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In Broad Daylight: Stevens Saga Continues

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Sen. Ted Stevens may have been convicted yesterday, but his saga continues. Which occupation saw a 13% rise in wealth over the past year? Congressman! That and more in today's news:

Yesterday, Sen. Ted Stevens became the first sitting senator to be convicted of a felony since Sen. Harrison Williams in 1981. Despite the seven convictions for filing false statements to the government, Sen. Stevens vowed to fight on and appeal his conviction on the grounds that the prosecution was flawed, "I am innocent. This verdict is the result of the unconscionable manner in which the Justice Department lawyers conducted this trial." Stevens' chances in his quest for reelection appear to have dimmed as presidential candidate John McCain, Senate Minority Leader Mitch McConnell, and National Republican Senatorial Committee chairman John Ensign all rebuked the convicted Alaska statesman. Still standing by Stevens is Alaska's lone representative in Congress, Don Young. Young's endorsement of Stevens' innocence was marred by Young's praise for and comparison of another political figure to Sen. Stevens, "I think he can win. He's the best thing for that, for the Senate. Alaskans know this. [...] I think that's going to be, you know, a matter of opinion. I can remember Richard Nixon, you know, his years of service, what he's done, and everybody were ridiculing him and he ended up being the greatest president in the history of our century." With friends like these...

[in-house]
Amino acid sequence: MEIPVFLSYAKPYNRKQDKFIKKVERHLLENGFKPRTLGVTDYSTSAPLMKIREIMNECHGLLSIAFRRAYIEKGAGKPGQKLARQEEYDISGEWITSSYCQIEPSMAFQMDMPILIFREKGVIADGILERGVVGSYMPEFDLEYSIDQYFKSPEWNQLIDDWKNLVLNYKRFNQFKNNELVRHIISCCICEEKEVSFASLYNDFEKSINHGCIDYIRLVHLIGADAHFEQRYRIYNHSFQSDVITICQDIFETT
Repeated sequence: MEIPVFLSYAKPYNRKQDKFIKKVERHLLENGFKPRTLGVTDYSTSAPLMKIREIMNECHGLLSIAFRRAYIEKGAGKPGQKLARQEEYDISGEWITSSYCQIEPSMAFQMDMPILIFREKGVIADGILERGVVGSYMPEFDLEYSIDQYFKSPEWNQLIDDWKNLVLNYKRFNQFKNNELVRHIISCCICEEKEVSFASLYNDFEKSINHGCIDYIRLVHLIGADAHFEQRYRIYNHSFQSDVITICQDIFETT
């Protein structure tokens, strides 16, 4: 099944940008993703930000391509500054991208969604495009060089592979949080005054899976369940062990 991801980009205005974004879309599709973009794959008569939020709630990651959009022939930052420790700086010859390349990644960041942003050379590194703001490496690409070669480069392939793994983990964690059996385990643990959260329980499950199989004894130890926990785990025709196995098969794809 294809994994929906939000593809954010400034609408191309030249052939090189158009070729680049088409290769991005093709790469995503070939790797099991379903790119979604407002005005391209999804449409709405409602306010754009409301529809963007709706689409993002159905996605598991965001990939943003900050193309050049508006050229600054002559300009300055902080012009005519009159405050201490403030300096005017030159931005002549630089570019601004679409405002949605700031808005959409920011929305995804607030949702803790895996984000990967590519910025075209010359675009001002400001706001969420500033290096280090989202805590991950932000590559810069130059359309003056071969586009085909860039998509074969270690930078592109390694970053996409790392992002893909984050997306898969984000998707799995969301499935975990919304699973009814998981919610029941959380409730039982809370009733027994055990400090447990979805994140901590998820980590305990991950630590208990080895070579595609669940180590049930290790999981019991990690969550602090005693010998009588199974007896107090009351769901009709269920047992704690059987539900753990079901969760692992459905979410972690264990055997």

Over the past year, members of Congress saw their collective wealth increase by 13%, according to personal financial disclosure data collected by the Center for Responsive Politics. McClatchy reports that 2 out of 3 senators are millionaires, while 39% of the entire body of 535 members are also worth more than $1 million. As the paper points out, "Only 1 percent of all Americans are considered millionaires."

MAPLight.org released a study looking at in-state vs. out-of-state campaign contributions to members of the House of Representatives. The findings are noteworthy, "Virtually all House members, 97%, raised more than half of their funds from out-of-district (408 out of 421 members)." Check out the report and this graphic below (which is interactive at the MAPLight site):